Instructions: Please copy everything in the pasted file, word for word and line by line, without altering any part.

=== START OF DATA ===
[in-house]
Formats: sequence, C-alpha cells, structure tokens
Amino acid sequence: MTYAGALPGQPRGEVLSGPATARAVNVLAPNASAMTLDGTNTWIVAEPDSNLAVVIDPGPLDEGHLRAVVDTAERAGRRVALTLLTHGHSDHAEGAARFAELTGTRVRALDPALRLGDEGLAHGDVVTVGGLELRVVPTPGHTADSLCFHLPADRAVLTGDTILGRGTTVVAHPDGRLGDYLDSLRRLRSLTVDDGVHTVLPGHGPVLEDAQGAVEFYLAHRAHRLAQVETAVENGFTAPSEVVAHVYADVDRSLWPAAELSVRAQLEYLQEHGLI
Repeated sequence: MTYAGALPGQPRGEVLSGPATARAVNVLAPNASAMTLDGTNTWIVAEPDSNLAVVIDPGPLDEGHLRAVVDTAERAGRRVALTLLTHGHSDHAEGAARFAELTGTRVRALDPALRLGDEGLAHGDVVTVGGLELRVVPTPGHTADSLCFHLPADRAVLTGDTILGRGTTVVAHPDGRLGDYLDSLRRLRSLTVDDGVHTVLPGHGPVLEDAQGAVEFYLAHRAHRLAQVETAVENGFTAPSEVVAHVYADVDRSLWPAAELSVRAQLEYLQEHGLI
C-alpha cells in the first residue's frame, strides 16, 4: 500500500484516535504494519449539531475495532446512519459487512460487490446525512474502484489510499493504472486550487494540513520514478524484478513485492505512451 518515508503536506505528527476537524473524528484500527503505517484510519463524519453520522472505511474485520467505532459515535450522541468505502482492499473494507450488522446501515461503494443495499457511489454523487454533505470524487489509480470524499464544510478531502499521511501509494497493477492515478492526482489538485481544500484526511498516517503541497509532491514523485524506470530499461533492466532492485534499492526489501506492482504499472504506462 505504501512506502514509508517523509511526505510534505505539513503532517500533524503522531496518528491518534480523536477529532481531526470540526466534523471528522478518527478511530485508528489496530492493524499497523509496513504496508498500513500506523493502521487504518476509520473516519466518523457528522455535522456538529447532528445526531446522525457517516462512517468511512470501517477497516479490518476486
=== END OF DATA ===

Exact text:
[in-house]
Formats: sequence, C-alpha cells, structure tokens
Amino acid sequence: MTYAGALPGQPRGEVLSGPATARAVNVLAPNASAMTLDGTNTWIVAEPDSNLAVVIDPGPLDEGHLRAVVDTAERAGRRVALTLLTHGHSDHAEGAARFAELTGTRVRALDPALRLGDEGLAHGDVVTVGGLELRVVPTPGHTADSLCFHLPADRAVLTGDTILGRGTTVVAHPDGRLGDYLDSLRRLRSLTVDDGVHTVLPGHGPVLEDAQGAVEFYLAHRAHRLAQVETAVENGFTAPSEVVAHVYADVDRSLWPAAELSVRAQLEYLQEHGLI
Repeated sequence: MTYAGALPGQPRGEVLSGPATARAVNVLAPNASAMTLDGTNTWIVAEPDSNLAVVIDPGPLDEGHLRAVVDTAERAGRRVALTLLTHGHSDHAEGAARFAELTGTRVRALDPALRLGDEGLAHGDVVTVGGLELRVVPTPGHTADSLCFHLPADRAVLTGDTILGRGTTVVAHPDGRLGDYLDSLRRLRSLTVDDGVHTVLPGHGPVLEDAQGAVEFYLAHRAHRLAQVETAVENGFTAPSEVVAHVYADVDRSLWPAAELSVRAQLEYLQEHGLI
C-alpha cells in the first residue's frame, strides 16, 4: 500500500484516535504494519449539531475495532446512519459487512460487490446525512474502484489510499493504472486550487494540513520514478524484478513485492505512451 518515508503536506505528527476537524473524528484500527503505517484510519463524519453520522472505511474485520467505532459515535450522541468505502482492499473494507450488522446501515461503494443495499457511489454523487454533505470524487489509480470524499464544510478531502499521511501509494497493477492515478492526482489538485481544500484526511498516517503541497509532491514523485524506470530499461533492466532492485534499492526489501506492482504499472504506462 505504501512506502514509508517523509511526505510534505505539513503532517500533524503522531496518528491518534480523536477529532481531526470540526466534523471528522478518527478511530485508528489496530492493524499497523509496513504496508498500513500506523493502521487504518476509520473516519466518523457528522455535522456538529447532528445526531446522525457517516462512517468511512470501517477497516479490518476486